Good News (WITH ADDENDUM)
Young pitchers have been ruining their arms for years because of overuse. The reason is simple. Teams playing in tournaments -- not just Little League, but also other community leagues and travel ball -- are always trying to advance to the next level. In almost every game, a team faces the possibility of elimination. So managers and coaches use their best one or two pitchers over and over again.
Many pitchers throw in excess of 100 pitches a game and work with two days of rest. Think about that. Roger Clemens, the most physical pitcher of our time, usually leaves the game after 90 or 100 pitches -- and then he gets four days of rest. If Houston Astros Manager Phil Garner ever told the Rocket that he had to pitch on two days of rest, Garner would find himself upside-down in the trash bin. And yet Little Leaguers -- whose bodies are still developing -- have been working on just a couple days of rest. Absurd.
Little League CEO Steve Keener, the American Sports Medicine Institute, and other partners deserve a big cheer for this move.
Still, there are detractors.
One criticism is that there simply are not enough good pitchers to go around. The answer is simple: Get more kids a chance to take the mound. Only when you think that it's essential to win all the time, with a manchild power pitcher, can you resist giving more kids a chance.
Another criticism is that tracking the pitch counts will be too hard and that all kinds of disputes will arise. I agree that Little League -- and all youth sports, for that matter -- has gotten too rule-bound and bureaucratic. But you mean to tell me that the official scorer cannot have a clicker in his hand as he or she watches the game? Or that the scorer can't mark the book for each at bat and then report the counts every inning to both managers? Or that a volunteer cannot track pitch counts on a white board for all to see? Please.
A third criticism is that teams will work the pitch count to drive the best pitchers out of games. That might happen, although I'm not sure how many kids have the bat control of a Bobby Abreu. But the result could be very positive in two ways. First, it could encourage youngsters to pitch to put the ball in play rather than pitch for strikeouts. It's much more efficient to get grounders and pop flies than strikeouts. That could make games move faster and involve the rest of the team in games. How much fun is it for a left fielder or second baseman to stand around in a 14-K game? Second, even if the rule does enable some teams to work the count and get the aces out of the game, so what? The teams should be developing four or five pitchers, not just two or three.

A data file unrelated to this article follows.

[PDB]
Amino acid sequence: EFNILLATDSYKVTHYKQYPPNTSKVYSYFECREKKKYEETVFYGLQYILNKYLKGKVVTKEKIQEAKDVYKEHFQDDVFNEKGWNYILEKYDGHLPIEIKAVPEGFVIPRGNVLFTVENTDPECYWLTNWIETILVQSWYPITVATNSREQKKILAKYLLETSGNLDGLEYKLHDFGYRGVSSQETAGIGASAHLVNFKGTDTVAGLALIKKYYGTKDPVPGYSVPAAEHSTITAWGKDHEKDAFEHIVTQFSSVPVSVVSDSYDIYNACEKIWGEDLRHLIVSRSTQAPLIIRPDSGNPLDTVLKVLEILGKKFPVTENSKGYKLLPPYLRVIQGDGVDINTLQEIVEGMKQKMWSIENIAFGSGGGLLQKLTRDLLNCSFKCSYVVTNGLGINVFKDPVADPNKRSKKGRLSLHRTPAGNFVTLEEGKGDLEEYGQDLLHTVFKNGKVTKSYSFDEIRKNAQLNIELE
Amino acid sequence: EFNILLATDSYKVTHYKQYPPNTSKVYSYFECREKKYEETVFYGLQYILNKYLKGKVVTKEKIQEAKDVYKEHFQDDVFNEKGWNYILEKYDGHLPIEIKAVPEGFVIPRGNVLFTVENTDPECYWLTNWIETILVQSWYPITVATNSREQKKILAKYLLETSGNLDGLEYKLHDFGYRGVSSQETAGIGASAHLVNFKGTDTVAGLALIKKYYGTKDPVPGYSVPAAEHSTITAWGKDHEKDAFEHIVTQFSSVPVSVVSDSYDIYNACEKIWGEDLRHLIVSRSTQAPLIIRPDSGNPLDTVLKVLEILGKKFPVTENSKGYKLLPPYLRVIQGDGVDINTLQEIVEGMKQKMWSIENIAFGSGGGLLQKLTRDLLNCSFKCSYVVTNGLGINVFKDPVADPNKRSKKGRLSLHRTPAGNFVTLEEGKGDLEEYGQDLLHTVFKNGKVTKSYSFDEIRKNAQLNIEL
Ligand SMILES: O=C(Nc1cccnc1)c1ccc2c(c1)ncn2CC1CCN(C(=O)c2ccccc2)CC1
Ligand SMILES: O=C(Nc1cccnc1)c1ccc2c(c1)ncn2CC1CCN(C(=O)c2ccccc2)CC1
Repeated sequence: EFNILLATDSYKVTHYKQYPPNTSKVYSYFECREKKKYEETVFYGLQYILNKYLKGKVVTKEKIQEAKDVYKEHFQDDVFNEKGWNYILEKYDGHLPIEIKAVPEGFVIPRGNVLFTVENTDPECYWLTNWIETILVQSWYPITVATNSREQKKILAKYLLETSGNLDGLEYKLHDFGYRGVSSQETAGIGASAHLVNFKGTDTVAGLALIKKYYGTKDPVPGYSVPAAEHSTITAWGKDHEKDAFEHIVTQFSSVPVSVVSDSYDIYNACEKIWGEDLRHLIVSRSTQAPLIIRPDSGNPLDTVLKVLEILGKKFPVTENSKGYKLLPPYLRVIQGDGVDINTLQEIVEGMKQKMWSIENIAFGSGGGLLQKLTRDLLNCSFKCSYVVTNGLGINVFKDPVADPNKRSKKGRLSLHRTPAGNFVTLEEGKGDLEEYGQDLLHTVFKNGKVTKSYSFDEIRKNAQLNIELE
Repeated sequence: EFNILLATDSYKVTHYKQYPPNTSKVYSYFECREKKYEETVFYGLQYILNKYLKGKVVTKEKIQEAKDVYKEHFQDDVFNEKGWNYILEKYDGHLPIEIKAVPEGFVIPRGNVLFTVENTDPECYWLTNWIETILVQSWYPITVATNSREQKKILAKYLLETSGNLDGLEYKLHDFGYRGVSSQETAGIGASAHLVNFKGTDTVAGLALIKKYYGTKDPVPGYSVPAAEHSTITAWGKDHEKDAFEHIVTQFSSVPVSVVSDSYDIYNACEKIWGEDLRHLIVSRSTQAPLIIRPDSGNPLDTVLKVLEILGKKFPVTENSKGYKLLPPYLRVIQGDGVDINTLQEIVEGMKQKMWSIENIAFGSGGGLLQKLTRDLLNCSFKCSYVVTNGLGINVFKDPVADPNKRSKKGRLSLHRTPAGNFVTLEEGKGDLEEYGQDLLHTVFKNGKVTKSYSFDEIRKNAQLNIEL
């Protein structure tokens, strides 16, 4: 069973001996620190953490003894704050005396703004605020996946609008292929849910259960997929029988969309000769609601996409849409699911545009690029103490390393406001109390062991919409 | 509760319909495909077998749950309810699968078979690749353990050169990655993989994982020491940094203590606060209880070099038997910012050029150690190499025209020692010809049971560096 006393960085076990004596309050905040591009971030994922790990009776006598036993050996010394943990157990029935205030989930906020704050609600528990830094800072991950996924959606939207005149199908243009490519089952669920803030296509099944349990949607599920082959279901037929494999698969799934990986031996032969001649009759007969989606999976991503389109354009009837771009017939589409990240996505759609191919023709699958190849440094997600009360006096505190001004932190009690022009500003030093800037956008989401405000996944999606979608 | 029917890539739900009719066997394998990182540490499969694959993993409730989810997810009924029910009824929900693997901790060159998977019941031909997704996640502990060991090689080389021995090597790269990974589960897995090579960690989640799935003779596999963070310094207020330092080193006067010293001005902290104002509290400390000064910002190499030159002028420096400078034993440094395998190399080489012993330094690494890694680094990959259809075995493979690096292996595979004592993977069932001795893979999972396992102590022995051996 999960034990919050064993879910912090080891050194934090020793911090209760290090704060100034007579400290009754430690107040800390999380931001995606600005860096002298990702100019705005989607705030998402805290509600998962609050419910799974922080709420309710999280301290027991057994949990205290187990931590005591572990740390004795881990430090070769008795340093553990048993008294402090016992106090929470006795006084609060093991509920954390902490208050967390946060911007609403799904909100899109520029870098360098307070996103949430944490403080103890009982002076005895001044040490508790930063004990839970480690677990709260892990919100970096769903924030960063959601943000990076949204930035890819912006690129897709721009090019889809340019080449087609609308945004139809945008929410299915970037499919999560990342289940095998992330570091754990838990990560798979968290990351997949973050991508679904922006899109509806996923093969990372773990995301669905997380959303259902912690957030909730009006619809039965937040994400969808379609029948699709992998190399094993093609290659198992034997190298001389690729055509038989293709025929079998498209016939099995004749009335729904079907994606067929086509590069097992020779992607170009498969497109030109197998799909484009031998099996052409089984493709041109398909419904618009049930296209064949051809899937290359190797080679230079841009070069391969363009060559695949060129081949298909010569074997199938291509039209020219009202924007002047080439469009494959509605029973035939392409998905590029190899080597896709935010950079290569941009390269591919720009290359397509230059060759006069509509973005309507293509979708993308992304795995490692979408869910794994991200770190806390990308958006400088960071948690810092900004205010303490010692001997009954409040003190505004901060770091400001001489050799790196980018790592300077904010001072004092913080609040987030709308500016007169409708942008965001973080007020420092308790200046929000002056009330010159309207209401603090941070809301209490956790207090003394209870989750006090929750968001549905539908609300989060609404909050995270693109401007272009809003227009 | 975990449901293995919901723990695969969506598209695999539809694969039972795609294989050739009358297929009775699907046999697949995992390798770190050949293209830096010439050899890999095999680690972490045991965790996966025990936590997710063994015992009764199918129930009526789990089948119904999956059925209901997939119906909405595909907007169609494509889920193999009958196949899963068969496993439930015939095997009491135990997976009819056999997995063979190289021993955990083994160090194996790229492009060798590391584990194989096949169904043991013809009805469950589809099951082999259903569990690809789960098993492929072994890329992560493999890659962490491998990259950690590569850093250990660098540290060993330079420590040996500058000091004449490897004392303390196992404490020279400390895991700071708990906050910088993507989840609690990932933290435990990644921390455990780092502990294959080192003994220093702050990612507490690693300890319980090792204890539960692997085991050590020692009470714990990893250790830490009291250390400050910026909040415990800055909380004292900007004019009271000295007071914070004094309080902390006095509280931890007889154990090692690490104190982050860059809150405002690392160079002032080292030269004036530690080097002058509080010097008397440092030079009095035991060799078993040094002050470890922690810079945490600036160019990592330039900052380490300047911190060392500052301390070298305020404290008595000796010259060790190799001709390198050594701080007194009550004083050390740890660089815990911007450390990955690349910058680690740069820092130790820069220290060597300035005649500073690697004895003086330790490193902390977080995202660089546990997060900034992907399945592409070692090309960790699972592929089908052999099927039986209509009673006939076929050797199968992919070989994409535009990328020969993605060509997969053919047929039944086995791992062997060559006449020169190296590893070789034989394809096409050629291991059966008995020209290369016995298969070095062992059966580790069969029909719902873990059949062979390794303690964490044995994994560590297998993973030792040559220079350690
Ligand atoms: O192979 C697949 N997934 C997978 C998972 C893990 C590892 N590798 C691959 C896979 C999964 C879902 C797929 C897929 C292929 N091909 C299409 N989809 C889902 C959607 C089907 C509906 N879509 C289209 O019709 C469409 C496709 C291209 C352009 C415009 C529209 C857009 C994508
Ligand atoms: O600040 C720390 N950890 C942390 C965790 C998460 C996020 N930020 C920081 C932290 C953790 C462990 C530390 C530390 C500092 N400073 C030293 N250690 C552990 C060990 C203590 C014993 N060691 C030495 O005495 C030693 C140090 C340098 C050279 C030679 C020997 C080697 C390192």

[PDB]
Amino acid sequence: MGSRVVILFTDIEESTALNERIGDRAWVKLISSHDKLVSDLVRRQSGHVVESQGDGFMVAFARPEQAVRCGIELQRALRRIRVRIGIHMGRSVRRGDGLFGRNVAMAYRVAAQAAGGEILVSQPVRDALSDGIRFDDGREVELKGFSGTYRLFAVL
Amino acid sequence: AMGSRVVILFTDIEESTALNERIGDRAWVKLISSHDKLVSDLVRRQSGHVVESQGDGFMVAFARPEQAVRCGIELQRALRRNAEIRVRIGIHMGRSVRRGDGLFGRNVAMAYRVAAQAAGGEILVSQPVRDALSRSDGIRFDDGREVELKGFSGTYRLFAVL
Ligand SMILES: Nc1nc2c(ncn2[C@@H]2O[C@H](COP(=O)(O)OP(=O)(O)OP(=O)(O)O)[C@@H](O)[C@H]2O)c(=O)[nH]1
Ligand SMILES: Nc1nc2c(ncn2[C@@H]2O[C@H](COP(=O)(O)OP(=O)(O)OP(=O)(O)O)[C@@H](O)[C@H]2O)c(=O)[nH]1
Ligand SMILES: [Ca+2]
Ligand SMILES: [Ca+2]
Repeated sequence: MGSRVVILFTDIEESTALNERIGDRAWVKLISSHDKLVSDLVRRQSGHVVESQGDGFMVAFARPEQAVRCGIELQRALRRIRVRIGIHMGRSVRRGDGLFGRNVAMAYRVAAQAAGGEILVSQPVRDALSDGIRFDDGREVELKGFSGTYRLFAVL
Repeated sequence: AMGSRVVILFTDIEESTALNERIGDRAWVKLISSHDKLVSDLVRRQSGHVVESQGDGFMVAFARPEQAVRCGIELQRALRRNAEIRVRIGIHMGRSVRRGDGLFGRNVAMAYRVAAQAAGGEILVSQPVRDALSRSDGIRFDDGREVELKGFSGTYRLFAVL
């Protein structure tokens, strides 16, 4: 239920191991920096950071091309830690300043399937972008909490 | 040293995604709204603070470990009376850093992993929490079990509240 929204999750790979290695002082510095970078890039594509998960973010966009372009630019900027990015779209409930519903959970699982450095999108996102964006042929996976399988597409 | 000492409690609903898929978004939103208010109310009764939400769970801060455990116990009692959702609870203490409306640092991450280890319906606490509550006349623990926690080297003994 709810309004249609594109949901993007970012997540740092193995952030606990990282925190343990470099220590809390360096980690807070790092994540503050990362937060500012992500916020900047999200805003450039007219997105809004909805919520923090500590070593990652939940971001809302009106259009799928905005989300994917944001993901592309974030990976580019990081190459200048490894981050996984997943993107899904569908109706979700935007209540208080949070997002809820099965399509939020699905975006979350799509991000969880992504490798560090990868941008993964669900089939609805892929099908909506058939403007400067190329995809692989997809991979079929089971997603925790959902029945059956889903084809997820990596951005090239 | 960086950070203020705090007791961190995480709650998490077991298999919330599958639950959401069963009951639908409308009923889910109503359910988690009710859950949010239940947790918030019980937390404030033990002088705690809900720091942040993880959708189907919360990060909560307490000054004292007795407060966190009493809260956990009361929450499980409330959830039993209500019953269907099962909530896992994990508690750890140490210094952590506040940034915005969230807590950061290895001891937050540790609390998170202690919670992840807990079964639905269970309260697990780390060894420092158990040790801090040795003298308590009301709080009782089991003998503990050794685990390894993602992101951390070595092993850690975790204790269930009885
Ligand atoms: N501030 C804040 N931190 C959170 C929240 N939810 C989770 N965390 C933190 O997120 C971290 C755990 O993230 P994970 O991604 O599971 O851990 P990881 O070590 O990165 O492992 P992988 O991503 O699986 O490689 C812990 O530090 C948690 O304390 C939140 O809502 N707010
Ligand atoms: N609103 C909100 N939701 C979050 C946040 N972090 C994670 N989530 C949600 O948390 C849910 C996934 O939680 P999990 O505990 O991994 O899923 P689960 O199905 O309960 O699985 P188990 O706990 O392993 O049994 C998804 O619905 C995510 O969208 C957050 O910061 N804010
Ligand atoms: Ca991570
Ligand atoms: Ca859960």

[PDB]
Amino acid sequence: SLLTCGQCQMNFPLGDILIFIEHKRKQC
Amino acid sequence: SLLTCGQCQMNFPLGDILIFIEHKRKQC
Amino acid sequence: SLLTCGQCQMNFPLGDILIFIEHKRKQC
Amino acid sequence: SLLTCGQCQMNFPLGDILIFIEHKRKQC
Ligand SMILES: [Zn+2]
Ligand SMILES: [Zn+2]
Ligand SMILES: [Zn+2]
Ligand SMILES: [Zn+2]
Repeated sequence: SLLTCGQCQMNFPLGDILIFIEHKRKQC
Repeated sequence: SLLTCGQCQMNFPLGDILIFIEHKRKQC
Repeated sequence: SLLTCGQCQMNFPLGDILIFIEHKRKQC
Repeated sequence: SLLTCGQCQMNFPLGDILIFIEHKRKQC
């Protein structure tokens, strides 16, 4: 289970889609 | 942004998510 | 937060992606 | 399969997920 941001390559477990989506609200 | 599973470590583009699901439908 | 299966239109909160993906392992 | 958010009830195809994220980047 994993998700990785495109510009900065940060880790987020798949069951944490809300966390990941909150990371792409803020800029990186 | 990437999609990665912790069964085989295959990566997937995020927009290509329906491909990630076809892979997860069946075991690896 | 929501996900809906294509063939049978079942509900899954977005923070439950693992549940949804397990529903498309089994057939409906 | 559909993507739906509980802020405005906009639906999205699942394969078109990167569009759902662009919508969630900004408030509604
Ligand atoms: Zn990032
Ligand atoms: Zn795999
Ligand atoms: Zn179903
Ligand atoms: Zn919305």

This decision is very good news for every kid who plays Little League. Other organizations should follow suit, not just to protect young athletes' health and wellbeing but to involve all kids in a more well-rounded game.
ADDENDUM: Brent Musberger, in his broadcast of the U.S. championship game between Georgia and Oregon, effusively praised Little League's decision to establish pitch counts. Orel Hershiser and Joe Morgan, former major league stars doing the color commentary, agreed. But then Musberger said something about how these limits probably would have to be loosened for the Little League World Series and its qualifying tournaments. Hold it! Why is that, Brent? If the rule is ever essential, it's in those tournaments where the coaches and parents push their kids hard to get "to the next level." If this pitch-count rule does not apply to the tournaments, it is a fraud. It's the tournaments where the kids get pushed beyond their limit and damaged. Readers: Write to Steve Keener at Little League International, 539 U.S. Route 15 Hwy, PO Box 3485, Williamsport, PA 17701-0485. Tell him congratulations for the pitch-count rule, and then demand that the rule be applied to all tournaments.